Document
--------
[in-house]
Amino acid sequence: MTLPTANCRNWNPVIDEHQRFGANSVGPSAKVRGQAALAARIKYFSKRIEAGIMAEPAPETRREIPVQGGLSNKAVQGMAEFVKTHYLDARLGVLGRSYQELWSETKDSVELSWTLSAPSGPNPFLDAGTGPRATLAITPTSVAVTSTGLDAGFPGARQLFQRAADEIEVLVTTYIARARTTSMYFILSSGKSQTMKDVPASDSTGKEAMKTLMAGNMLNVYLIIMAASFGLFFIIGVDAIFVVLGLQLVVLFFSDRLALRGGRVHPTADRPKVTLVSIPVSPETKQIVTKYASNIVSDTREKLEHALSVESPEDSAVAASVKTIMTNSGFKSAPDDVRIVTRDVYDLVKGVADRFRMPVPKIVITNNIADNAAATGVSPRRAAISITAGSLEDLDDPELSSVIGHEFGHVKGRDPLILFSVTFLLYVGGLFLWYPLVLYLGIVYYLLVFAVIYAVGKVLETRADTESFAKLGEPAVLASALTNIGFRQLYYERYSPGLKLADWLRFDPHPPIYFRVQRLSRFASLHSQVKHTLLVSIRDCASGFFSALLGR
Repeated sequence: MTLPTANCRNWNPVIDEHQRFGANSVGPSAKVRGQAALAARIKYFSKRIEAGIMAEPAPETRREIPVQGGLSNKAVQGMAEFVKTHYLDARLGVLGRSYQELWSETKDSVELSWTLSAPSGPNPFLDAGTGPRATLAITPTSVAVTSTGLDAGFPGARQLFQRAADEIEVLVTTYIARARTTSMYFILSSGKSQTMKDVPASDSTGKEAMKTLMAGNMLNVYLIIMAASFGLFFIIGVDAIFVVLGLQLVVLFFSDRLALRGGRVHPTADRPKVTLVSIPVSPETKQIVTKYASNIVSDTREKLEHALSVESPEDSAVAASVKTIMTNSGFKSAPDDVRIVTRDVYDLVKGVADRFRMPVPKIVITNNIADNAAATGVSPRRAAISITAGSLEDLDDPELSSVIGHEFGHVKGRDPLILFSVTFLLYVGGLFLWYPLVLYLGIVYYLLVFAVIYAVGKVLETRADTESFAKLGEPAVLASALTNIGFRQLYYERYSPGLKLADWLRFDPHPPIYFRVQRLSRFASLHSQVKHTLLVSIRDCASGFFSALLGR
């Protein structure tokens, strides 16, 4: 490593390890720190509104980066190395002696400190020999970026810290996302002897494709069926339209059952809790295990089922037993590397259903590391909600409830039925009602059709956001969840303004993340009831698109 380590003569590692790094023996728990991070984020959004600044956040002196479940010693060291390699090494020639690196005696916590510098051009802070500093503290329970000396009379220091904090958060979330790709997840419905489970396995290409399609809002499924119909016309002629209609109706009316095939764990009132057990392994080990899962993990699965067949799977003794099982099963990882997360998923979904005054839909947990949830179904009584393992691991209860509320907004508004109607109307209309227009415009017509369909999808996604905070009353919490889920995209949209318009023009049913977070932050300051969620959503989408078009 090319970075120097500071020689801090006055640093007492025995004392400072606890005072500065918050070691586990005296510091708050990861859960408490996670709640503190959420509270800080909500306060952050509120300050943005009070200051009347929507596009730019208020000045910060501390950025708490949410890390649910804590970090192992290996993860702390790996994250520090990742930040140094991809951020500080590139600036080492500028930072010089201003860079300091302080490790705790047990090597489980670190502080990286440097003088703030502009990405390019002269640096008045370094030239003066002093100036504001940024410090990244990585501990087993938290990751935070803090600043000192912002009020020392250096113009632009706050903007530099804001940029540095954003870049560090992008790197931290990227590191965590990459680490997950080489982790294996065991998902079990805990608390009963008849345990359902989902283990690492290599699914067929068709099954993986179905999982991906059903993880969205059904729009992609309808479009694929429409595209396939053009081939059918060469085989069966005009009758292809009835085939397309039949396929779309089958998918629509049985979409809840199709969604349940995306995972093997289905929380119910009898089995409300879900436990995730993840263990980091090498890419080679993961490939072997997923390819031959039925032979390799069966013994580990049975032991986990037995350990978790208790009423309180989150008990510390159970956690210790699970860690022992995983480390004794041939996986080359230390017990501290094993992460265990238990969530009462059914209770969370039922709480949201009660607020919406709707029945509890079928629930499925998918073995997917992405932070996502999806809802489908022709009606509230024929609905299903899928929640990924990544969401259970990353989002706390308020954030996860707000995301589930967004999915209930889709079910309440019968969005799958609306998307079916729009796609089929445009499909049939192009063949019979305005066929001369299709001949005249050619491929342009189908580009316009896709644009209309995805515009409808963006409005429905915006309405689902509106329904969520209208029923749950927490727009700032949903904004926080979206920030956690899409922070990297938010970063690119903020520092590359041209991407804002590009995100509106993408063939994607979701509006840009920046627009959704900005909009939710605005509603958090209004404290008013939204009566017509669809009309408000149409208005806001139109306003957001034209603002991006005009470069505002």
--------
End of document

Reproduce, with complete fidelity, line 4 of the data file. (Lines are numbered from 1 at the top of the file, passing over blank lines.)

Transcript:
């Protein structure tokens, strides 16, 4: 490593390890720190509104980066190395002696400190020999970026810290996302002897494709069926339209059952809790295990089922037993590397259903590391909600409830039925009602059709956001969840303004993340009831698109 380590003569590692790094023996728990991070984020959004600044956040002196479940010693060291390699090494020639690196005696916590510098051009802070500093503290329970000396009379220091904090958060979330790709997840419905489970396995290409399609809002499924119909016309002629209609109706009316095939764990009132057990392994080990899962993990699965067949799977003794099982099963990882997360998923979904005054839909947990949830179904009584393992691991209860509320907004508004109607109307209309227009415009017509369909999808996604905070009353919490889920995209949209318009023009049913977070932050300051969620959503989408078009 090319970075120097500071020689801090006055640093007492025995004392400072606890005072500065918050070691586990005296510091708050990861859960408490996670709640503190959420509270800080909500306060952050509120300050943005009070200051009347929507596009730019208020000045910060501390950025708490949410890390649910804590970090192992290996993860702390790996994250520090990742930040140094991809951020500080590139600036080492500028930072010089201003860079300091302080490790705790047990090597489980670190502080990286440097003088703030502009990405390019002269640096008045370094030239003066002093100036504001940024410090990244990585501990087993938290990751935070803090600043000192912002009020020392250096113009632009706050903007530099804001940029540095954003870049560090992008790197931290990227590191965590990459680490997950080489982790294996065991998902079990805990608390009963008849345990359902989902283990690492290599699914067929068709099954993986179905999982991906059903993880969205059904729009992609309808479009694929429409595209396939053009081939059918060469085989069966005009009758292809009835085939397309039949396929779309089958998918629509049985979409809840199709969604349940995306995972093997289905929380119910009898089995409300879900436990995730993840263990980091090498890419080679993961490939072997997923390819031959039925032979390799069966013994580990049975032991986990037995350990978790208790009423309180989150008990510390159970956690210790699970860690022992995983480390004794041939996986080359230390017990501290094993992460265990238990969530009462059914209770969370039922709480949201009660607020919406709707029945509890079928629930499925998918073995997917992405932070996502999806809802489908022709009606509230024929609905299903899928929640990924990544969401259970990353989002706390308020954030996860707000995301589930967004999915209930889709079910309440019968969005799958609306998307079916729009796609089929445009499909049939192009063949019979305005066929001369299709001949005249050619491929342009189908580009316009896709644009209309995805515009409808963006409005429905915006309405689902509106329904969520209208029923749950927490727009700032949903904004926080979206920030956690899409922070990297938010970063690119903020520092590359041209991407804002590009995100509106993408063939994607979701509006840009920046627009959704900005909009939710605005509603958090209004404290008013939204009566017509669809009309408000149409208005806001139109306003957001034209603002991006005009470069505002």